Veto, Norwegian rock'n'roll, metal and new jazz at SPOT

Veto – one of the most mentioned Danish names
just now – has been added to the SPOT

Veto is one Danish rock’s most mentioned new bands – both due to an intense stage performance and because of a much talked of EP, and most recently, their CD ”There Is A Beat In All Machines”, which has just been released. Just now, the band is on its first adventure abroad – appearing at the prestigous American South By Southwest festival in Austin, Texas – just like we can reveal that Veto will play at this year’s SPOT Festival on June 2-3 in central Århus.

And there is more rock at SPOT. Apart from Veto, the alternative section comprises I Am Bones’ jangling lo-fi and I Got You On Tape‘s drowsy atmospheres, which will thus tie a beautiful bow on an ‘alternative’ festival package that already consists of epo-555, Campsite, Pluto, and Sterling.


Norwegian Animal Alpha has reaped great acclaim
in Norway for their energetic mixture of metal,
funk, and theatre madness.

But this year’s SPOT will also present rock of a harder sort – when Norwegian Animal Alpha, and  Danish As We Fight, Rock Hard Power Spray, and Volbeat (the latter was named ‘Hope of the Year’ at the 2006 edition of the music critics own award show, Steppeulven) display the verve in the heaviest part of the 2006 scene.

Norwegian Bigbang isn’t quite as tough – they have, however, attracted a great deal of attention to their new rock, which particularly favours the Amercan scene of the late 60’s and early 70’s – and to Øystin Grenis intimate and warm vocals.

And the SPOT-light is also tracking down the latest trends in rock/jazz intermingling. Like last year, SPOT collaborates with Sunship and the Danish Jazz Federation in making a programme, which comprises five concerts in 2006:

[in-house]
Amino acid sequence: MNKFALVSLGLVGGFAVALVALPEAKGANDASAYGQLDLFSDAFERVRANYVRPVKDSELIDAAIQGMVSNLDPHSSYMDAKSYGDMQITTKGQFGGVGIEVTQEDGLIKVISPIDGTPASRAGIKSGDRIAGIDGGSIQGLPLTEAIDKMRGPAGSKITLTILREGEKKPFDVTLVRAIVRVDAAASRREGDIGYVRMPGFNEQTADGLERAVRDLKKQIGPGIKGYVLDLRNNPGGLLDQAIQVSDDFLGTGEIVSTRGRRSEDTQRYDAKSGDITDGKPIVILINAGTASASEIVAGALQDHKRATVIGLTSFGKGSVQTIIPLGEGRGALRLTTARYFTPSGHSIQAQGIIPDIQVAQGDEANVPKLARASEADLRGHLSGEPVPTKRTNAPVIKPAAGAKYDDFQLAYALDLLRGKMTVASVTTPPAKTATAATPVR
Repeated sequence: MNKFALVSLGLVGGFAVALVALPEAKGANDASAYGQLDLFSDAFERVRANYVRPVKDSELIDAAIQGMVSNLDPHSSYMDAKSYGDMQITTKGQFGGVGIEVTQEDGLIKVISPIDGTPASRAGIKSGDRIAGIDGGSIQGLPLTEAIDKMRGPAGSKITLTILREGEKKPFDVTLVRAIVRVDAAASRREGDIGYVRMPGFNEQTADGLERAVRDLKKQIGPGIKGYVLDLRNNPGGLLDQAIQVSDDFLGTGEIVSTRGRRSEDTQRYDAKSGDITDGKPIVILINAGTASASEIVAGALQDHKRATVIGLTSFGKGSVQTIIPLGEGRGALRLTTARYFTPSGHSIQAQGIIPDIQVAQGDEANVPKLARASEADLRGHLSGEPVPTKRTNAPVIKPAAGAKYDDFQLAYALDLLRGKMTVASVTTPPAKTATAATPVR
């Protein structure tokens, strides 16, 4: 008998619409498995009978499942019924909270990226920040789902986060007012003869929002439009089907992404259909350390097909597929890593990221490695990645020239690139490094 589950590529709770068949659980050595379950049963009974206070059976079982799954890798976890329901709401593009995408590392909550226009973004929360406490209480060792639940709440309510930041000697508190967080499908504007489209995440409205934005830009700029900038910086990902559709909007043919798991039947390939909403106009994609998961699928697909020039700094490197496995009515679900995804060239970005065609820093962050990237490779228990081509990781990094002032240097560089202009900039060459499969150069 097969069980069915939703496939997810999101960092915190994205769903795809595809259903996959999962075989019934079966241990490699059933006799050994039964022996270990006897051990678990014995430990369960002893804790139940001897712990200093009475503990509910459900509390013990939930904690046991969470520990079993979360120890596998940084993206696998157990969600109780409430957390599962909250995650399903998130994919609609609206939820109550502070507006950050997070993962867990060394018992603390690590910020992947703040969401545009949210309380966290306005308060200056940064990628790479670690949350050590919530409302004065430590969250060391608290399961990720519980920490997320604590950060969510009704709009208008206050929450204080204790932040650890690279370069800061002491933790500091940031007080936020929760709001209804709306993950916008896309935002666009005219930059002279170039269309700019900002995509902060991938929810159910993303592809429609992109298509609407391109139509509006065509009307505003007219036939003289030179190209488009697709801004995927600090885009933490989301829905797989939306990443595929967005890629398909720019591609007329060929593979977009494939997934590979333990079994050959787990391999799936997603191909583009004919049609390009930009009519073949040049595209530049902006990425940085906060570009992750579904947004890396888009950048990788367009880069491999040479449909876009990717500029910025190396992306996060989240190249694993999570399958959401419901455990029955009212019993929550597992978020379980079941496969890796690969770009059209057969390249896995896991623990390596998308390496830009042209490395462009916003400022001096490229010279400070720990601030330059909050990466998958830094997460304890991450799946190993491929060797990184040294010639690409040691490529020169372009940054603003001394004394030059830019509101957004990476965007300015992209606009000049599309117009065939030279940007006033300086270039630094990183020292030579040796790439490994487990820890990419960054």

Once Around The Park who received a Danish
Music Award in 1997 for their album debut
will play at SPOT 2006.

Once Around The Park who received a Danish Music Award in 1997 for ‘Danish Jazz Record of the Year’ for their album debut ‘Unity’, now have a substantial audience for their pleasant jazz which they perform with great variation and with subtle references to rock, pop, and surf. Slaraffenland are of a more casual sort – still with a basis in jazz, but with frequent supplements from shoegazer, post-rock, and noise-rock. Jazz and noise-rock also characterize the boarderland in which Bandapart create melodic textures, the drummer Emil de Waal, who has played on a host modern jazz releases, has his soloist debut in Emil de Waal Plus – wielding great imagination, and finally, the Sunship programme consists of avant-garde pop from the Nordic Sekten that alternates between instrumentals and songs revolving around two Swedish female singers.